"Although many of us would be overjoyed to have his problem — too much money — Joel battles with complicated feelings about it. 'None of my material needs went unmet, and I've carried a lot of anxiety and dread around that,' he explained.
Care to read more about Joel's lamentable plight?
Thursday, May 15, 2008
A Flint photo collage from awayfromkeyboard:
"Made up of over 300 photos from Flint, Michigan while on a trip to find a fabled cult-driven neighborhood called the Village of the Wolves.
"I think the window in the tree in front of the junkyard house is my favorite part, as it was my first photoshop tree. The guardrail to the left of that was largely cloned and masked, as well as the stairs and waterfront directly underneath.
"Masking the junkyard parts in front of the house and stitching the initial panoram that appears in the center were probably the most time-consuming, and ate up the first day.
"One item isn't from flint: the small boat on the left is from a diorama in the ghost town of Fayette, Michigan.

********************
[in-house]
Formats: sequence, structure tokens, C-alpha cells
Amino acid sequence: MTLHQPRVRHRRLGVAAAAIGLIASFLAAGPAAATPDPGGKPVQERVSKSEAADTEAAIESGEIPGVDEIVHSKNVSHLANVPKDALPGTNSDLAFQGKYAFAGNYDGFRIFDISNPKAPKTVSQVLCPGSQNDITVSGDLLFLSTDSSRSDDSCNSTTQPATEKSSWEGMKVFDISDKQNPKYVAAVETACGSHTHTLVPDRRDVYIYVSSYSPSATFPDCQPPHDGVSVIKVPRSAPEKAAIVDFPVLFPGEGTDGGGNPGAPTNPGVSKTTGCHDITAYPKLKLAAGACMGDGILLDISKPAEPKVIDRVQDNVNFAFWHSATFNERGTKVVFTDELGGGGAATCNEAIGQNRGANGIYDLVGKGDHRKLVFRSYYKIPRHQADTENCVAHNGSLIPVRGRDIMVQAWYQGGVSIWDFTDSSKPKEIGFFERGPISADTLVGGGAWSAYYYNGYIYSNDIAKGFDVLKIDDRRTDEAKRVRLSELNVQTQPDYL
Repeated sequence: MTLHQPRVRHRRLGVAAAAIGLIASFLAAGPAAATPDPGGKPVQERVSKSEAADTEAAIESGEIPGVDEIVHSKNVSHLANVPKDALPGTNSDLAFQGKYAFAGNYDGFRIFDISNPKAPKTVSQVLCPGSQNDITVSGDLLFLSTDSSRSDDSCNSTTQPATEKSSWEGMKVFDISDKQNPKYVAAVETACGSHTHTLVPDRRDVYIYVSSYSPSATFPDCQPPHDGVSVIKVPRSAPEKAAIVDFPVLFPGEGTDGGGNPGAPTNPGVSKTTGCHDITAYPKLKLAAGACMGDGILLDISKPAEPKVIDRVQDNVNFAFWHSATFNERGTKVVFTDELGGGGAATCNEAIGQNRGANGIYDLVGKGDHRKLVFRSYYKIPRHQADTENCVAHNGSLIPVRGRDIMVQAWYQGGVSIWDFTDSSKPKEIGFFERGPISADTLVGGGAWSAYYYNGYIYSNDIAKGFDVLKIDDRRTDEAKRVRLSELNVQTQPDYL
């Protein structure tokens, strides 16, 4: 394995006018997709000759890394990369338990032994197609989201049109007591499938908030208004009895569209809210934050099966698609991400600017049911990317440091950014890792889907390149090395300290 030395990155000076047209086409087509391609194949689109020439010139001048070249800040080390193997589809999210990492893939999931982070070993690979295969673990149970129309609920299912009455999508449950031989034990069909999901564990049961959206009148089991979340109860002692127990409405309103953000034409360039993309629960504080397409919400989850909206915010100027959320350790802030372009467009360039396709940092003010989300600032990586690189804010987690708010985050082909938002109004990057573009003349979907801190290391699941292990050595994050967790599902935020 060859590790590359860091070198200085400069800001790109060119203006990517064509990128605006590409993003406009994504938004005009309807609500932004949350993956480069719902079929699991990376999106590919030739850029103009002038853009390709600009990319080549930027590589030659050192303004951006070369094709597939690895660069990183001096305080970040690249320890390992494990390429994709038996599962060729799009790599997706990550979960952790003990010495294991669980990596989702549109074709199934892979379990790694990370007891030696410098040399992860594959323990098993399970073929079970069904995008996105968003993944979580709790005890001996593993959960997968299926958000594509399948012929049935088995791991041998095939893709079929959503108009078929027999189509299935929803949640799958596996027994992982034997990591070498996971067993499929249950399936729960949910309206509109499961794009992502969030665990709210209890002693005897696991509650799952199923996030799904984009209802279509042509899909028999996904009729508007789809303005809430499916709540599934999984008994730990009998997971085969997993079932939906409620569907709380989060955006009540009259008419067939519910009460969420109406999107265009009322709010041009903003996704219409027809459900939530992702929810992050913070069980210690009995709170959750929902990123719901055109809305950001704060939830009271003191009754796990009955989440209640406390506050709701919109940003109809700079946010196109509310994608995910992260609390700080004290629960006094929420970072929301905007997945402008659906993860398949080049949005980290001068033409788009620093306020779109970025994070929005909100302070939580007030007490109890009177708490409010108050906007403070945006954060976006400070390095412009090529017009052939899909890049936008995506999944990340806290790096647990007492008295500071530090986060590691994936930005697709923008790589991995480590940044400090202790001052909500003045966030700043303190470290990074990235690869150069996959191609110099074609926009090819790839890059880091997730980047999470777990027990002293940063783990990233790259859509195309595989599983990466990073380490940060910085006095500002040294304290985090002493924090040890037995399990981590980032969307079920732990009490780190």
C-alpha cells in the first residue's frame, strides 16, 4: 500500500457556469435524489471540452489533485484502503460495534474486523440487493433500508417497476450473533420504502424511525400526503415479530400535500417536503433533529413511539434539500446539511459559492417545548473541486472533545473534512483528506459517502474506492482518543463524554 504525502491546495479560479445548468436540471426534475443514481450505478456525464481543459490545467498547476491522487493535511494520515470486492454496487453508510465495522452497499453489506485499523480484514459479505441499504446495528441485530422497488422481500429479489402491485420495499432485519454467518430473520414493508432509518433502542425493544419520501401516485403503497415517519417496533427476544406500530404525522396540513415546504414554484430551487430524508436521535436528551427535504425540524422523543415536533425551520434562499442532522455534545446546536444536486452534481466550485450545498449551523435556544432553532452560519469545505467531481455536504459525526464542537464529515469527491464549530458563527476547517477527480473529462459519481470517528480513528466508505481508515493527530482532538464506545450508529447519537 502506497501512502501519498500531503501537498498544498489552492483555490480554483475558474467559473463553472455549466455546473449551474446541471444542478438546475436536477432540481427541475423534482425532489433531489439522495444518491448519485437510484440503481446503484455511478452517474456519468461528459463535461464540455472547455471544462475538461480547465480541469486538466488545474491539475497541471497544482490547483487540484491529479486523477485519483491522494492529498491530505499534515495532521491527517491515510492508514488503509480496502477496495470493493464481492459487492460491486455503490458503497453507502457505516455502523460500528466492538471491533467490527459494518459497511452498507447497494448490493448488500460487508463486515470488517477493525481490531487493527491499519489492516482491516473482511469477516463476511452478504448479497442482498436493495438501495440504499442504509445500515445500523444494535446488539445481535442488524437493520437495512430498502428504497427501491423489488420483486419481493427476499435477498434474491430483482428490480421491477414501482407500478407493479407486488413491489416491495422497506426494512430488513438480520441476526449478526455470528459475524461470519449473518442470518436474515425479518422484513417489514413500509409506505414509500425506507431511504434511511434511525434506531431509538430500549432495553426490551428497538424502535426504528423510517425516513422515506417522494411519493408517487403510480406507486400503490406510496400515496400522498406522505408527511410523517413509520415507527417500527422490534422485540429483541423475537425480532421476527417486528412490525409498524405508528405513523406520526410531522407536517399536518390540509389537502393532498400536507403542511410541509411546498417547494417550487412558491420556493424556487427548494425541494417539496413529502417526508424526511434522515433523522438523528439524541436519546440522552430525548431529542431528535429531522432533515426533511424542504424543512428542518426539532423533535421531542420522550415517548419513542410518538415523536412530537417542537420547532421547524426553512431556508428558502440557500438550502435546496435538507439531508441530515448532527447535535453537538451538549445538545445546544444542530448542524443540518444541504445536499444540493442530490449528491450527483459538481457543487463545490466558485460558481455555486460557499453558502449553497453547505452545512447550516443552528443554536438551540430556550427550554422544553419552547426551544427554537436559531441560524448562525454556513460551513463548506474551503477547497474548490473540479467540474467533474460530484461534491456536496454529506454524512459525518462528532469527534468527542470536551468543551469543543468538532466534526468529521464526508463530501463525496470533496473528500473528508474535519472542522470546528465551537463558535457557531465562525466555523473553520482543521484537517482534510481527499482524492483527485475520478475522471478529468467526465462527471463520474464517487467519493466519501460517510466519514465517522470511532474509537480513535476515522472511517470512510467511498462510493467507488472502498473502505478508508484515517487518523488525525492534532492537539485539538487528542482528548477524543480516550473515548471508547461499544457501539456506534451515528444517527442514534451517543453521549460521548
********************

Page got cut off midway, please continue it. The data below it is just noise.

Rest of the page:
"And, because you're going to do it anyway..."
So if someone asked you where you lived in Flint, what would you say?
There's been a great discussion in the comment section about Flint's geographical boundaries and neighborhood designations, which often have little to do with actual geography. While the Flint River does play a role, especially with older Flintoids, race, class and personal preference are just as important:
smurfs inc: I always considered everything north of the river and west of GT from DTM, Mott Park, New Northern, Longfellow, and up to Civic Park to be the west side too. In fact, a few businesses around Civic Park had "west side" in the name; West Side Upholstery for one. Where the north side began and the west side ended was a bit hazy. Pasadena Ave? McClellan? Stewart?